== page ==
UPJOHN THINKS DISCRETION IS BETTER PART OF VALOR IN OTC ANALGESIC WARS: BRISTOL WILL BE "EXCLUSIVE DISTRIBUTOR" FOR NUPRIN; UPJOHN WILL MANUFACTURE
Bristol-Myers' "exclusive distributor" agreement for OTC rights to Upjohn's ibuprofen NDA means the major players in the OTC analgesic field will stay the same, even if the big Rx analgesic is switched into the OTC category. According to its March 28 announcement of its arrangement with Upjohn, B-M reported that the two firms "have entered into an agreement in which B-M will be the exclusive distributor of Upjohn's analgesic ibuprofen, to be marketed OTC under the brand name Nuprin." Despite its success with Cortaid in the developing OTC hydrocortisone market, Upjohn is deferring to a more established consumer marketing company in the analgesic class. Upjohn is foregoing the heavy costs of a marketing battle against the entrenched analgesic marketers: Bristol, Whitehall, Sterling, and McNeil. Instead, Upjohn will rely on the indirect participation of its license agreement and its manufacturing rights. Bristol and Upjohn noted in the public announcement of the agreement that Upjohn will manufacture the product for Bristol. The Street apparently liked Upjohn's version of valor in the OTC analgesic wars. The issue gained three points during the last week in March, and 1-1/8 points on Wednesday, the day of the announcement. The licensing agreements between Bristol and Upjohn, and Whitehall and Boots give Bristol and Whitehall a leg up in the race to the OTC NDA. However, the other OTC analgesic contestants still have a chance at the ingredient. With the patent expiring on May 28, 1985, any further significant delay in the NDA reviews for Upjohn and Whitehall could allow for almost simultaneous entries by all participants. The OTC NDAs have been tied up by the question of advertising control raised by FDA's advisory cmte. in August and the question of the appropriate method for approval, raised by Chattem. The NDAs are approaching one year at FDA. They were filed in April of last year. McNeil is seeking to limit ibuprofen's impact on the OTC analgesic market by saddling the 200 mg dosage with the Rx label warnings. In a petition submitted to FDA on March 21, McNeil asked for a series of restrictions, including a contraindication for the product OTC in persons allergic to aspirin or suffering from hayfever, asthma or other allergies ("The Pink Sheet" March 26, T&G-11). When it took the Nuprin NDA to the FDA advisory cmte. last August, Upjohn held a press conference to highlight its market estimates for the ingredient OTC. After a predicted slow introduction period, the firm estimated that ibuprofen should take 10%-15% of the total OTC analgesic market.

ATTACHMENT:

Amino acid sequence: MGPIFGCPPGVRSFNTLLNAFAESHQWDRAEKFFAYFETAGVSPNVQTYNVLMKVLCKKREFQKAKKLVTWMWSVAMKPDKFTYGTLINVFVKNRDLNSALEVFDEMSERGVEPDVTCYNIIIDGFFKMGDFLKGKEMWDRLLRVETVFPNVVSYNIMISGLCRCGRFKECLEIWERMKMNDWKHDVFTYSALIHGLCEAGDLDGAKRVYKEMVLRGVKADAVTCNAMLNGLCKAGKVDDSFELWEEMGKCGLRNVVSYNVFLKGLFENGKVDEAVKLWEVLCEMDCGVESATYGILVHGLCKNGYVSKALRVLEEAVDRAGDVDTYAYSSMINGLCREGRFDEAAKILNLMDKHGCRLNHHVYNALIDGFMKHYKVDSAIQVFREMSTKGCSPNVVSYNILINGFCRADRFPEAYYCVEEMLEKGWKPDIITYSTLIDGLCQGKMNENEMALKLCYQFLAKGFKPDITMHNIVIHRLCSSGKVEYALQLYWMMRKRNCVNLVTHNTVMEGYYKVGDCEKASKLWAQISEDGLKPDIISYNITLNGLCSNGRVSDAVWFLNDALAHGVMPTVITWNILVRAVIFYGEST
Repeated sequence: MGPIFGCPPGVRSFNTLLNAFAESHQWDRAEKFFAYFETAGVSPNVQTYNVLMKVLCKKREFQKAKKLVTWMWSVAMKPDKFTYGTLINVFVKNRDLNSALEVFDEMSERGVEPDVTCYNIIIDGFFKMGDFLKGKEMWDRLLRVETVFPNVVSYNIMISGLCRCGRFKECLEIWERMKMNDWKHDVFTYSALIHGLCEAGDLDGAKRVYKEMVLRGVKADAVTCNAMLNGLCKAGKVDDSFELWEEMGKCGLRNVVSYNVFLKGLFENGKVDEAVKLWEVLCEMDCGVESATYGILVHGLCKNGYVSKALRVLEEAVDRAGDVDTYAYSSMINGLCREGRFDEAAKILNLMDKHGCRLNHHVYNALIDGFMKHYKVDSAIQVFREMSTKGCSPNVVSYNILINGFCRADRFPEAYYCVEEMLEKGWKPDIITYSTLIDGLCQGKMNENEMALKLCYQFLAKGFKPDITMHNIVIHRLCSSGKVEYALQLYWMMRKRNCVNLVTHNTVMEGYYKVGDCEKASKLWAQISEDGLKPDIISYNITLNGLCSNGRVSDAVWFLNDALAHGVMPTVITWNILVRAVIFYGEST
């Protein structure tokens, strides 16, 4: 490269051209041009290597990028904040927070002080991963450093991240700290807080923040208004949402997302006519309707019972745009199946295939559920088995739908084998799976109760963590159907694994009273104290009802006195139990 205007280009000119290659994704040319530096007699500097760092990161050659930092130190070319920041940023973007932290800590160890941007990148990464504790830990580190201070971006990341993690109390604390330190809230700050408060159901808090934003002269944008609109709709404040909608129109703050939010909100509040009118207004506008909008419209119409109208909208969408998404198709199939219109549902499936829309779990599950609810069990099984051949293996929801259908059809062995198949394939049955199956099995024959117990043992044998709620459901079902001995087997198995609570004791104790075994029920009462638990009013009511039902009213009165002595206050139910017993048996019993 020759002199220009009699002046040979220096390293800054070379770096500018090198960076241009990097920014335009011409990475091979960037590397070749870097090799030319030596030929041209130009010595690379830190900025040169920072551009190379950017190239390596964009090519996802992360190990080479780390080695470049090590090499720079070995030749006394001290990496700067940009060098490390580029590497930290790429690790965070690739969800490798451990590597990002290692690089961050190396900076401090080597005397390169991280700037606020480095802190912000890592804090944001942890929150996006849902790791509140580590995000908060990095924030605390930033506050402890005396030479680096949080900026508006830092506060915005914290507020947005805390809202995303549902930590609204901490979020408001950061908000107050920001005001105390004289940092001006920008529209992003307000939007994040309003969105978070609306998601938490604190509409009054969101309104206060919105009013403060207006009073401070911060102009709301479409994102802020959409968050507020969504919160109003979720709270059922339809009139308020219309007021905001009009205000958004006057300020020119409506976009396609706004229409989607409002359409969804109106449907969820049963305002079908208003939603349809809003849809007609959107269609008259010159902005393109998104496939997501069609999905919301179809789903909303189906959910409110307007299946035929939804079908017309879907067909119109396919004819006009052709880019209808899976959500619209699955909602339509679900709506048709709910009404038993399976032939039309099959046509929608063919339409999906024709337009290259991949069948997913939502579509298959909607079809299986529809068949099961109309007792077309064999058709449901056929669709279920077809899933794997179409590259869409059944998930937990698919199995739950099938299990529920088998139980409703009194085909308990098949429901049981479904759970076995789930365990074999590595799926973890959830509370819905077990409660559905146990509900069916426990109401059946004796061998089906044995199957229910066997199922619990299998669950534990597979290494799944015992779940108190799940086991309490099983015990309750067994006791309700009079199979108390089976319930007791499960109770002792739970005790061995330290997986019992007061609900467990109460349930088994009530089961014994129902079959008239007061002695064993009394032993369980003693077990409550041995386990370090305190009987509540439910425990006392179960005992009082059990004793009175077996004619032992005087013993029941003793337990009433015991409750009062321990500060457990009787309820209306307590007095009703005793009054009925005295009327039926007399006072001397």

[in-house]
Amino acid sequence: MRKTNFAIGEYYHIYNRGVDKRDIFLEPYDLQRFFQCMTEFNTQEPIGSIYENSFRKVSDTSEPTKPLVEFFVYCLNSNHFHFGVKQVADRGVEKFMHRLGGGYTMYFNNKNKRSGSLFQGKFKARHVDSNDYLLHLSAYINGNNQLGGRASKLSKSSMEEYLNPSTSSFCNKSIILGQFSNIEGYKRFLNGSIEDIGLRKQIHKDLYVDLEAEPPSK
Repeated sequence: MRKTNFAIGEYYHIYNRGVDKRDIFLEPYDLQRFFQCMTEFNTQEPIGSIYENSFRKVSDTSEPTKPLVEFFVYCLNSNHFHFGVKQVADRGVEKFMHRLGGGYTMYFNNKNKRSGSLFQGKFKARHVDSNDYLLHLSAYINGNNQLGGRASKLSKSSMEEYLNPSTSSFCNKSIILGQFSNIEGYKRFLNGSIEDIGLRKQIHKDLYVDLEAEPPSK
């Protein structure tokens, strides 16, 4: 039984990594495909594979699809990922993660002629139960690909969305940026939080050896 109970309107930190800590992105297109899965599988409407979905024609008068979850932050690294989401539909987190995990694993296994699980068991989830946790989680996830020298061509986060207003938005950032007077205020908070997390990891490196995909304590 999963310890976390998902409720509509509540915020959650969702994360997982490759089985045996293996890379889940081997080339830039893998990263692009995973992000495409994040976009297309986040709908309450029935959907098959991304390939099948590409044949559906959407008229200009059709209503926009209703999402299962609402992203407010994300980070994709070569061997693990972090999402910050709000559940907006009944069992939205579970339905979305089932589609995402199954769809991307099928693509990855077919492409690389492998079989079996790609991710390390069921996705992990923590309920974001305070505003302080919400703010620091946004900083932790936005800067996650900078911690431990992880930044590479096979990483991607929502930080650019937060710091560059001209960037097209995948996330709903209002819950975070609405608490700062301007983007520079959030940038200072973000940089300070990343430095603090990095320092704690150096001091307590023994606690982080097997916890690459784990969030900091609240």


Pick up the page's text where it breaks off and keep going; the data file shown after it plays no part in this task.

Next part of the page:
You may also be interested in...
Newly released Medicare Part D data sheds light on the sales hit that branded pharmaceutical manufacturers will face when the coverage gap discount program gets under way in 2011
FDA appears headed for a showdown with clinicians and the pharmaceutical industry over the proposed new clinical trial endpoints for acute bacterial skin and skin structure infections, the guidance's approach for justifying a non-inferiority margin and proposed changes in the types of patients that should be enrolled in trials
Specialty drug maker Shire has quietly begun scouting deals with a brand-new $50 million venture fund, the latest of several in-house investment arms to launch with their parent company's pipelines, not profits, as the measure of their worth